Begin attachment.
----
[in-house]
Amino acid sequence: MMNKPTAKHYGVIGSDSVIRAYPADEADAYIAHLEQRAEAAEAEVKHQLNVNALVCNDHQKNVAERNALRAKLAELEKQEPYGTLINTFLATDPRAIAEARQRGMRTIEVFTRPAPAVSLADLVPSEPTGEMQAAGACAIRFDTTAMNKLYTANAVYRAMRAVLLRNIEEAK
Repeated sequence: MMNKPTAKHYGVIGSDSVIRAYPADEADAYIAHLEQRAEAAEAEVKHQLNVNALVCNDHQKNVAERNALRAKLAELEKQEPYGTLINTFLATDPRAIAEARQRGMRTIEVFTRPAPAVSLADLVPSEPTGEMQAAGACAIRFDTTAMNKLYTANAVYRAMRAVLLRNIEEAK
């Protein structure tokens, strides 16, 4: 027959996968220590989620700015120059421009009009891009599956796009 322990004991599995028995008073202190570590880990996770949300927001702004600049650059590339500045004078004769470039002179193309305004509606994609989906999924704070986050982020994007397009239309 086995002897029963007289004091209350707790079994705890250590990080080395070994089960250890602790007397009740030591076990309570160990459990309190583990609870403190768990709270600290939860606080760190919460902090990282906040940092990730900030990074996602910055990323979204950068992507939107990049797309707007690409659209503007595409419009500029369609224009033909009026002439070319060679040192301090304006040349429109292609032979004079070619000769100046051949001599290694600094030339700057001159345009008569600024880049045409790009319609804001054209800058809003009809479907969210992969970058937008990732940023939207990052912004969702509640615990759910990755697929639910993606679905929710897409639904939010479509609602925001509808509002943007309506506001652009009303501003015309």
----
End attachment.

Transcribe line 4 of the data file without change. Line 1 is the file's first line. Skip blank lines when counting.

């Protein structure tokens, strides 16, 4: 027959996968220590989620700015120059421009009009891009599956796009 322990004991599995028995008073202190570590880990996770949300927001702004600049650059590339500045004078004769470039002179193309305004509606994609989906999924704070986050982020994007397009239309 086995002897029963007289004091209350707790079994705890250590990080080395070994089960250890602790007397009740030591076990309570160990459990309190583990609870403190768990709270600290939860606080760190919460902090990282906040940092990730900030990074996602910055990323979204950068992507939107990049797309707007690409659209503007595409419009500029369609224009033909009026002439070319060679040192301090304006040349429109292609032979004079070619000769100046051949001599290694600094030339700057001159345009008569600024880049045409790009319609804001054209800058809003009809479907969210992969970058937008990732940023939207990052912004969702509640615990759910990755697929639910993606679905929710897409639904939010479509609602925001509808509002943007309506506001652009009303501003015309």